Lab-grown tissue containing human stem cells has allowed paralyzed rats to walk and regained the sense of feeling to the extremities. It is reported online edition of Naked Science, citing a study published in the journal Frontiers in Neuroscience.

Researchers from Israeli Technion Institute of technology have introduced human stem cells paralyzed mice, which previously cut the spinal cord, which caused paralysis of the limbs. Stem cells introduced in tissue, developed in glial cells and began to actively produce growth factors neurons.

Before introducing the stem cells, the researchers stimulated their division on the frame, simulating the bone tissue, and create for them an environment in which the development of stem cells followed the path of differentiation in glial cells. In the artificial tissue obtained at the frame, also added to the proteins thrombin and fibrinogen, stabilizirovannyi and support nerve cells in the spinal cord of rats.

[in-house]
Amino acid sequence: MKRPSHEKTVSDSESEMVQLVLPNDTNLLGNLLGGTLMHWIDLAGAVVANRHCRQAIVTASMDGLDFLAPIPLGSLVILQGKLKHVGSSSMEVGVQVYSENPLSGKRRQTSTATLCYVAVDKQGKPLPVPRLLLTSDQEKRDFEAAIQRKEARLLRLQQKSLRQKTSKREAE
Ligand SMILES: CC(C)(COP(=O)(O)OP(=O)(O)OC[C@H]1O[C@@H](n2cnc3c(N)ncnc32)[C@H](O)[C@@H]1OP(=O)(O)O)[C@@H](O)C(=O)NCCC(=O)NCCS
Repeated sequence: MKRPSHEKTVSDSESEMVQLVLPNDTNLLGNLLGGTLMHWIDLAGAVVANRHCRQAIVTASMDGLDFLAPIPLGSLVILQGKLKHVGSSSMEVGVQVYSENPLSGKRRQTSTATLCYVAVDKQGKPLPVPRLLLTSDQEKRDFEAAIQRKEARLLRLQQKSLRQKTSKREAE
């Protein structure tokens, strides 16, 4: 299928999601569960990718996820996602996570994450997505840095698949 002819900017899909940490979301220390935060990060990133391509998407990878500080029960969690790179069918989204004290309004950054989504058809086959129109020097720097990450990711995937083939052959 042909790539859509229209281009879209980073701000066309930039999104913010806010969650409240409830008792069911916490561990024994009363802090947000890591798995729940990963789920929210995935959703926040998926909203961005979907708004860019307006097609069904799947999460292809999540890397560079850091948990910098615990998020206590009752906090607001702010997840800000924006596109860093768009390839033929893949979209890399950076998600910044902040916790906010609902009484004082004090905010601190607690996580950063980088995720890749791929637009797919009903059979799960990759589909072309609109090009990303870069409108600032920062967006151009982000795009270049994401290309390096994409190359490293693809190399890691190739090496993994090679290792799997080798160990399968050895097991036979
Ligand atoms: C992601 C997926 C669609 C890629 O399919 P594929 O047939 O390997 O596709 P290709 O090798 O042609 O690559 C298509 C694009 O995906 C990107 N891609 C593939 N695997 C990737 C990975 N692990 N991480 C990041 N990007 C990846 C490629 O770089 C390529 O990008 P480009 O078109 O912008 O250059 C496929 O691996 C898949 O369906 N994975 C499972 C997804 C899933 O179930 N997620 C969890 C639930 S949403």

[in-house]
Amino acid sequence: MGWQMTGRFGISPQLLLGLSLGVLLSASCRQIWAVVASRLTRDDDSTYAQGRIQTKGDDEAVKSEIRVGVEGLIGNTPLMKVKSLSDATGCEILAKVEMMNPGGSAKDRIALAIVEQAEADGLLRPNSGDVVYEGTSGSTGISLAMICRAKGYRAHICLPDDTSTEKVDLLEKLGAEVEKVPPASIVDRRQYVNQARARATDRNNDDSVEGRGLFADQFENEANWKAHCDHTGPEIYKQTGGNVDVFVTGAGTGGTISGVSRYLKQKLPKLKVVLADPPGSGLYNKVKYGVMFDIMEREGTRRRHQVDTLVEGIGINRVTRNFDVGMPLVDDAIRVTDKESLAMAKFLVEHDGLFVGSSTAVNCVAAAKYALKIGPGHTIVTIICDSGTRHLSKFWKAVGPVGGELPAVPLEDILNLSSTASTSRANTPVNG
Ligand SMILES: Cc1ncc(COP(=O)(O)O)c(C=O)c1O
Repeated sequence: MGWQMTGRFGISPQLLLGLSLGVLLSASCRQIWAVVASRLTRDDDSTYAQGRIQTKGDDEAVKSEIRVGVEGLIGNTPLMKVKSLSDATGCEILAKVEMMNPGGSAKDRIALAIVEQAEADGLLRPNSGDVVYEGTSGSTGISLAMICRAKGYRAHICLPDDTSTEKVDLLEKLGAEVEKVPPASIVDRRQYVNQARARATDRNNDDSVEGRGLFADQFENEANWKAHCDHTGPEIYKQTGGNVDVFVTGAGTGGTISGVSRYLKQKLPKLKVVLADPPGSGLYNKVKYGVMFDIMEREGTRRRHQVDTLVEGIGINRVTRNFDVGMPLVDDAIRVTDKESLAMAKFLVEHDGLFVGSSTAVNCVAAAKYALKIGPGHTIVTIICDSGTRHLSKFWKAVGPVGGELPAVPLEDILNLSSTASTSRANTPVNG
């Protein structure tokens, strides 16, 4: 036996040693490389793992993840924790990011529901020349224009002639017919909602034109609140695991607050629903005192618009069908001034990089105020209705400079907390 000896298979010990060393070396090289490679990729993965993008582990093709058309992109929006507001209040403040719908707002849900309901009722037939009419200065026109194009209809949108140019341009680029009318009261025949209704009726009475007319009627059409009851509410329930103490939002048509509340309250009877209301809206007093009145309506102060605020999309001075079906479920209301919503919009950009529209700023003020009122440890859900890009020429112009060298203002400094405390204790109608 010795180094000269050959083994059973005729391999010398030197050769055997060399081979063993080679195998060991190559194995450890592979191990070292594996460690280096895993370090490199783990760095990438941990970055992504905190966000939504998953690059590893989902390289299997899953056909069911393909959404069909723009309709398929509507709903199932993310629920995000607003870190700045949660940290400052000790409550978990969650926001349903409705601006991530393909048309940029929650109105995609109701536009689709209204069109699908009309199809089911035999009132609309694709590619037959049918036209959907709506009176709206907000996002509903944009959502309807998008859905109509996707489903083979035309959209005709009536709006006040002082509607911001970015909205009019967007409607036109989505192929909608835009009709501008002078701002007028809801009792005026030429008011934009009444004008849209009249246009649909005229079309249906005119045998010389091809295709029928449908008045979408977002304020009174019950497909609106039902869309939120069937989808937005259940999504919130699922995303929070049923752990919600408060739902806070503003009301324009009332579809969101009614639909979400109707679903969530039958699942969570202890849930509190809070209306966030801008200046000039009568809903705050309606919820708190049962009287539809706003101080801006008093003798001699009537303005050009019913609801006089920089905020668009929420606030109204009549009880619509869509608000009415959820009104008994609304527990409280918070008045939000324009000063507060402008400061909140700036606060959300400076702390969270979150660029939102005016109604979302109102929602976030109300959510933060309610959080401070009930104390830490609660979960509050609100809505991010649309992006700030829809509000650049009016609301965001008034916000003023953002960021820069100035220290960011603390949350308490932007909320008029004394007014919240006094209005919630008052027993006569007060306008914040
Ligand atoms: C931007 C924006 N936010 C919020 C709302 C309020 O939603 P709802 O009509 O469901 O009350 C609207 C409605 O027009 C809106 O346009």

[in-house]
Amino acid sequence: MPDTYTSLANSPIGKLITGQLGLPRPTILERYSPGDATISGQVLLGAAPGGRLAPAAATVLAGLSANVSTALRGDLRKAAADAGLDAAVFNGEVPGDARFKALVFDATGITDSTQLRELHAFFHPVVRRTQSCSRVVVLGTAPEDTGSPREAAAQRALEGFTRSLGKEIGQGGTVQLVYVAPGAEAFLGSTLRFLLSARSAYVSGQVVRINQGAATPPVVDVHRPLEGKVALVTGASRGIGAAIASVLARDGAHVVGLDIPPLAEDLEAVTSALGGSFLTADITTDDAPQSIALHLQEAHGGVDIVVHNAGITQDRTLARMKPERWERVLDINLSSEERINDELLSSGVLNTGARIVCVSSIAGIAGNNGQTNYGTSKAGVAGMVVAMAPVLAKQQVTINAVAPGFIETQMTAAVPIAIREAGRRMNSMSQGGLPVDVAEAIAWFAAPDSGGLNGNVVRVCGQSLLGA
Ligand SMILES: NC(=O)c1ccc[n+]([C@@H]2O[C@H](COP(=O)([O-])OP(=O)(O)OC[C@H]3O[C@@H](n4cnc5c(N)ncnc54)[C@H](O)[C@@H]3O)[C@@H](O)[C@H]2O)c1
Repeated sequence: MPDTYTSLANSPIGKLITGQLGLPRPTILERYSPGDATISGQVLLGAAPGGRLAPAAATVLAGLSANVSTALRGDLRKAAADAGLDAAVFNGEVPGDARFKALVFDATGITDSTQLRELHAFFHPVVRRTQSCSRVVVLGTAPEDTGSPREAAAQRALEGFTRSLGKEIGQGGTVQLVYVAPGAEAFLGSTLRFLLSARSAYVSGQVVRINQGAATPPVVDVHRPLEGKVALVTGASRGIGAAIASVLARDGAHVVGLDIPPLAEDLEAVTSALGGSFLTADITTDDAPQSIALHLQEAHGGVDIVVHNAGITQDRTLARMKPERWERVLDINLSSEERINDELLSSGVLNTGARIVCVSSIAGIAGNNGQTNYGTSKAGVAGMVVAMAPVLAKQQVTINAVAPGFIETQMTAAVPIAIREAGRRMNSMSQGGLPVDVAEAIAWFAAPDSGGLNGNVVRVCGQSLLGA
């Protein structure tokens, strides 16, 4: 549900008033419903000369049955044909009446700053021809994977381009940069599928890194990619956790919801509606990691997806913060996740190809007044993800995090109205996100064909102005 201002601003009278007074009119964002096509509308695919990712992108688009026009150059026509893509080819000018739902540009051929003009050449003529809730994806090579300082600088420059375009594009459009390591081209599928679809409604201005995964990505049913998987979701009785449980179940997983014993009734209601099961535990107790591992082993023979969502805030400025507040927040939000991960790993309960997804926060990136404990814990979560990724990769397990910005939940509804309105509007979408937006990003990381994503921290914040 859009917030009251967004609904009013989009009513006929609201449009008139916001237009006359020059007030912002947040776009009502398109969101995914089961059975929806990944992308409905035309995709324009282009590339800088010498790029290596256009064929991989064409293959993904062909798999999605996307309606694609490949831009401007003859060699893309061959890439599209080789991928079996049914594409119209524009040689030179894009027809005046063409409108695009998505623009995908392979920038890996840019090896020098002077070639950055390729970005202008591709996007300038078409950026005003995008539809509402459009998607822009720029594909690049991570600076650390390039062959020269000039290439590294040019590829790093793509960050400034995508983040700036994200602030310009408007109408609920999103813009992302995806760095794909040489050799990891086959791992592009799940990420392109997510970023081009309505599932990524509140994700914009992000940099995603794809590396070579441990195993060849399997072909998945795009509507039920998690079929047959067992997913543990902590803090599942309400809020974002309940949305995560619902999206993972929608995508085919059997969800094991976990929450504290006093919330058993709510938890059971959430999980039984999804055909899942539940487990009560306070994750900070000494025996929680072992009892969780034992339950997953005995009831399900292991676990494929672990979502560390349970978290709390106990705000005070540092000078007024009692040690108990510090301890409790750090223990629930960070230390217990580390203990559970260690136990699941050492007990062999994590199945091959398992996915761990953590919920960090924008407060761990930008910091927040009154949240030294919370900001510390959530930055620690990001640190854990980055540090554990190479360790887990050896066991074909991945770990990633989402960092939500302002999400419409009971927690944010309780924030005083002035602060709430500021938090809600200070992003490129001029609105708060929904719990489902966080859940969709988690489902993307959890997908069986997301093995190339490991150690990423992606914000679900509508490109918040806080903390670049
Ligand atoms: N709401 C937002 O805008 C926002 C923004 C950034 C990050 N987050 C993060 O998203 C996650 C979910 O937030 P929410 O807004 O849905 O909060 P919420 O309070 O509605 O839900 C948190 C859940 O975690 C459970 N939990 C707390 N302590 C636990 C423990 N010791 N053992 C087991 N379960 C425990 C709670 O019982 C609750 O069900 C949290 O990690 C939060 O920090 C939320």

In the region near the previously broken spine of mice were injected grown on a frame of stem cells and proteins reinforced fabric, after which the animals showed a rapid recovery of motor skills. Three weeks after injection of stem cells 42% paralyzed mice re-learned how to stand and walk; 75% returned the ability to hide the legs and tail in the presence of a frightening stimulus. Rats from the control group showed no signs of a regeneration of a motor apparatus.

Not all rats received an injection of the stem cells restored the activity of the limbs; scientists have yet to figure out why the treatment worked in some cases but useless in others. Before the stem cell treatment will be tested on humans, scientists have to describe exactly how stem cells contribute to the regeneration.

Earlier, doctors at the University of California with colleagues from other academic institutions in the U.S. and Japan announced that they were able to restore the integrity of the spinal cord of rats with grown from stem cells of neurons.

The stem cells are returned paralyzed rats the ability to walk 19.11.2017

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